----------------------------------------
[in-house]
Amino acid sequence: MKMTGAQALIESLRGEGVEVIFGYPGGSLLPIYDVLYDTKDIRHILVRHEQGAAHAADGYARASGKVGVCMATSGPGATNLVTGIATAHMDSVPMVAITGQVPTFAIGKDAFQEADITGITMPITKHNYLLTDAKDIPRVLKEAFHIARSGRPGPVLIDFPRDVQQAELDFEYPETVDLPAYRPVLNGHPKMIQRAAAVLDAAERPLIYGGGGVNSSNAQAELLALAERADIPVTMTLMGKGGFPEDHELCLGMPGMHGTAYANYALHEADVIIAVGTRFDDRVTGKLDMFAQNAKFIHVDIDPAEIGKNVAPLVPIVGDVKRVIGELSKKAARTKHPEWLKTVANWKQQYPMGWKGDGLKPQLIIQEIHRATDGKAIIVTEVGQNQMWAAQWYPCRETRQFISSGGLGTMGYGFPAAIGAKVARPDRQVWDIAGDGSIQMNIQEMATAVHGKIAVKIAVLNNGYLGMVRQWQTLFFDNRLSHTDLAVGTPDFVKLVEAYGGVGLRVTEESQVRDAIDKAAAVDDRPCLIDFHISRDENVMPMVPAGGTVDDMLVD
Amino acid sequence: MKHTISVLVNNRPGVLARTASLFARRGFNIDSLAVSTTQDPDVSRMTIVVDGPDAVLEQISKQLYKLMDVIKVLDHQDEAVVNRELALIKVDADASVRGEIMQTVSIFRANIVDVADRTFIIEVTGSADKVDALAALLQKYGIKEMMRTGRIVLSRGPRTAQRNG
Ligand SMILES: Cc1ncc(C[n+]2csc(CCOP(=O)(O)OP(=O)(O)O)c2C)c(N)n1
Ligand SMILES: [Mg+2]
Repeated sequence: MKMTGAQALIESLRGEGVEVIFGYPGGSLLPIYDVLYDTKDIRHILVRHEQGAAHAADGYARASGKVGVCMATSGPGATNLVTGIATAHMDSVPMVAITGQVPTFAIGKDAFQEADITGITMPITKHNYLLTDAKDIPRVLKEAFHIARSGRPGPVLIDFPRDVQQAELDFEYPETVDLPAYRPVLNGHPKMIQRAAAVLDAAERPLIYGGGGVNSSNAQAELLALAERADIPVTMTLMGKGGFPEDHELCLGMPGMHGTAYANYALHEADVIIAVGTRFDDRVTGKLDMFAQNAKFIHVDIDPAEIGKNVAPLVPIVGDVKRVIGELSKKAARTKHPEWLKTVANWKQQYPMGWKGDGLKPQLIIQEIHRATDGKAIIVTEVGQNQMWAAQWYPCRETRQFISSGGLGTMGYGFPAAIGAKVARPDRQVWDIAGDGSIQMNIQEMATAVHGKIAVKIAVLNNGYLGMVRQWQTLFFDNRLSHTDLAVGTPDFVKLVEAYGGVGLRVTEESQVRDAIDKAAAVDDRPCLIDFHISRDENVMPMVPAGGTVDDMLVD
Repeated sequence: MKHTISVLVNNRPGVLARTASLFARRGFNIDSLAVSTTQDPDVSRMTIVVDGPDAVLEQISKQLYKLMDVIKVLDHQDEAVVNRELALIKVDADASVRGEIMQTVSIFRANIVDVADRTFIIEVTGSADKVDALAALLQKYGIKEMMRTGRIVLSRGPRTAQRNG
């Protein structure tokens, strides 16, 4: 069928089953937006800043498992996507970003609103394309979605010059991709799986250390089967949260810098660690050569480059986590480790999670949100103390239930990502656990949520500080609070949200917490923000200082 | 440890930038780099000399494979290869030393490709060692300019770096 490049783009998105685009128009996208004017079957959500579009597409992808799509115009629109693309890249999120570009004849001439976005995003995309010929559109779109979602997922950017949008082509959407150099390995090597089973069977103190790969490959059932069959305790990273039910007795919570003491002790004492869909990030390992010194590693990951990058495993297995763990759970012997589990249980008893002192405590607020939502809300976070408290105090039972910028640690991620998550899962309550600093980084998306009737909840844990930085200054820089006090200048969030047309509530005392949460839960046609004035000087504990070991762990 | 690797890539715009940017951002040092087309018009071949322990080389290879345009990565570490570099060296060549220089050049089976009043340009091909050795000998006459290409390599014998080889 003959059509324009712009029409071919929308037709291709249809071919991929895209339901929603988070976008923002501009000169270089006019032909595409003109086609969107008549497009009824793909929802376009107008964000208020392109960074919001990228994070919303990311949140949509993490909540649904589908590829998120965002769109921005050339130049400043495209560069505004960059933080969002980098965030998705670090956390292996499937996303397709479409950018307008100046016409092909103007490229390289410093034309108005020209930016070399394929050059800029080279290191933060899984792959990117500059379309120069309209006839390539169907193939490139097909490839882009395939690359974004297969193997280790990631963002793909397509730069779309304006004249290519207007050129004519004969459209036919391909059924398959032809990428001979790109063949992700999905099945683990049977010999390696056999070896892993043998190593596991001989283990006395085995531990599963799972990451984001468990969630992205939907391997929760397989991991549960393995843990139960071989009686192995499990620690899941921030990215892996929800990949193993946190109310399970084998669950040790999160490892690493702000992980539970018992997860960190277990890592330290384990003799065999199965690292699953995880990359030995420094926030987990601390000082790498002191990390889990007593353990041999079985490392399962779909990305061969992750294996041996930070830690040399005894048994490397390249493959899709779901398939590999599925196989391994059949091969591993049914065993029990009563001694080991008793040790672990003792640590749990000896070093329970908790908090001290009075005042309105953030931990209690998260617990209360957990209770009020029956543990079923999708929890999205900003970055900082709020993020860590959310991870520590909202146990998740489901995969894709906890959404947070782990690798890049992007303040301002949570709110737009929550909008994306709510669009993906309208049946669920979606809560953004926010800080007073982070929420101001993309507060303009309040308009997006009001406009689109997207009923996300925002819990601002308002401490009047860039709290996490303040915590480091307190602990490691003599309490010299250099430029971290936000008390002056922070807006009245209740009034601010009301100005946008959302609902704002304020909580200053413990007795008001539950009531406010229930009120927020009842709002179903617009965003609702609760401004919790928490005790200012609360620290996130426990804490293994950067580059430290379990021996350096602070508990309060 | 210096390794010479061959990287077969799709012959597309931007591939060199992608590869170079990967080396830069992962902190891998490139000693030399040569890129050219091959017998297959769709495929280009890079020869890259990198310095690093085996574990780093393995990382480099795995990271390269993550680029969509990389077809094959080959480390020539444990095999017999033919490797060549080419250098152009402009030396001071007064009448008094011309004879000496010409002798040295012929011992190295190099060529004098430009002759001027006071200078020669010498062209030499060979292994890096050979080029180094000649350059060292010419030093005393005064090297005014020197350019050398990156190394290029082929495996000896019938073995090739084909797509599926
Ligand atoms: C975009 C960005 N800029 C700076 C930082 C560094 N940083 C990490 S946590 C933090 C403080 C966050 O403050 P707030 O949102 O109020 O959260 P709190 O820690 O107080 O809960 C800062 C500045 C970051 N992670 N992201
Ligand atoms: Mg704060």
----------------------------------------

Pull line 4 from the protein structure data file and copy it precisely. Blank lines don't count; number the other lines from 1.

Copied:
Ligand SMILES: Cc1ncc(C[n+]2csc(CCOP(=O)(O)OP(=O)(O)O)c2C)c(N)n1